Sharing Best Practices: Paula Verhoeven

Museumpark Rotterdam, an underground water storage facility with a capacity of 10 million litres (roughly 2.6 million gallons)

Museumpark Rotterdam, an underground water storage facility with a capacity of 10 million litres (roughly 2.6 million gallons)

In its aim to refocus the discussion of water/climate adaptation and mitigation to what’s being done by communities “on the ground,” the Forum is fortunate to have Paula Verhoeven on its program. Her long-time interest in climate-related issues, particularly in the area of water management, is reflected in her involvement and leadership in the many sustainability initiatives of the city of Rotterdam.

Verhoeven played a key role in the development of the first comprehensive Rotterdam Water Plan and built strong partnerships with industry and academia through the Rotterdam Climate Initiative.

So what is Rotterdam doing “on the ground” to mitigate and adapt to climate change?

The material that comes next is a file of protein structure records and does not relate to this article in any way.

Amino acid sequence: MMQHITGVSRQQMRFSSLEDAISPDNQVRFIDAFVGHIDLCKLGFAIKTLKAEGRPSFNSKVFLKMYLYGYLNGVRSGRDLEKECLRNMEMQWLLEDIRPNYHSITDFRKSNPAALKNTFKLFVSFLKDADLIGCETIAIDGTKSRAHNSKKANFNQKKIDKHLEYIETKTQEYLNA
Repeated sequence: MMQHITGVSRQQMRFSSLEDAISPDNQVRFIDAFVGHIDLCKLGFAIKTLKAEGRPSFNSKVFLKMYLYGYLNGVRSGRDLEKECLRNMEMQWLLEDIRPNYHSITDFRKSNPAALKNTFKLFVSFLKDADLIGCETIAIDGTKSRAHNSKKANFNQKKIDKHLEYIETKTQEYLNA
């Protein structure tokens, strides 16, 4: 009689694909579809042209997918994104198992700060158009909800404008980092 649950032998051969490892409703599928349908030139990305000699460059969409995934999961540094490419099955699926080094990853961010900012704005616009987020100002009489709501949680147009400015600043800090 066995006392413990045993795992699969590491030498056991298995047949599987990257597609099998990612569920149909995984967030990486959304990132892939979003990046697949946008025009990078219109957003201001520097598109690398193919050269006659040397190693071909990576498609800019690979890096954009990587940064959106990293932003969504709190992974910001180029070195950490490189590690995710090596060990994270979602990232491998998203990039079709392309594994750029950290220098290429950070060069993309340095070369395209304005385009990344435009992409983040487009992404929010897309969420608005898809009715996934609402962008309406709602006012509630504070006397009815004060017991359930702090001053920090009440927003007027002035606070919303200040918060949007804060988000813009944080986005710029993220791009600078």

• One approach is water plazas that fill up in a controlled manner during heavy rainfall, preventing surrounding streets from flooding. The city’s Benthemplein Water Square opened in late 2013. The square retains water during peak rainfall and doubles as an urban public space. The lowered areas designed to retain water can be repurposed for sports and recreational use during dry weather.
  • To integrate water storage with the urban environment, Rotterdam actively encourages the installation of green roofs that absorb precipitation, reducing both the speed of rainwater runoff and pressure on the sewerage system during heavy rainfall. Green roofs are mandatory for municipal buildings, and the city has a program to subsidize the installation of green roofs on privately owned buildings.
  • The city is also pursuing use of multifunctional garages to deal with stormwater overflow. The Museumpark is an underground water storage facility with a capacity of 10 million liters (roughly 2.6 million gallons), making it the largest underground water storage facility in the Netherlands. When a downpour is over, the rainwater is pumped into the sewers and discharged in the usual manner.

We’re looking forward to sharing with Paula Verhoeven her insights and experiences on these and other water and climate initiatives at the Forum.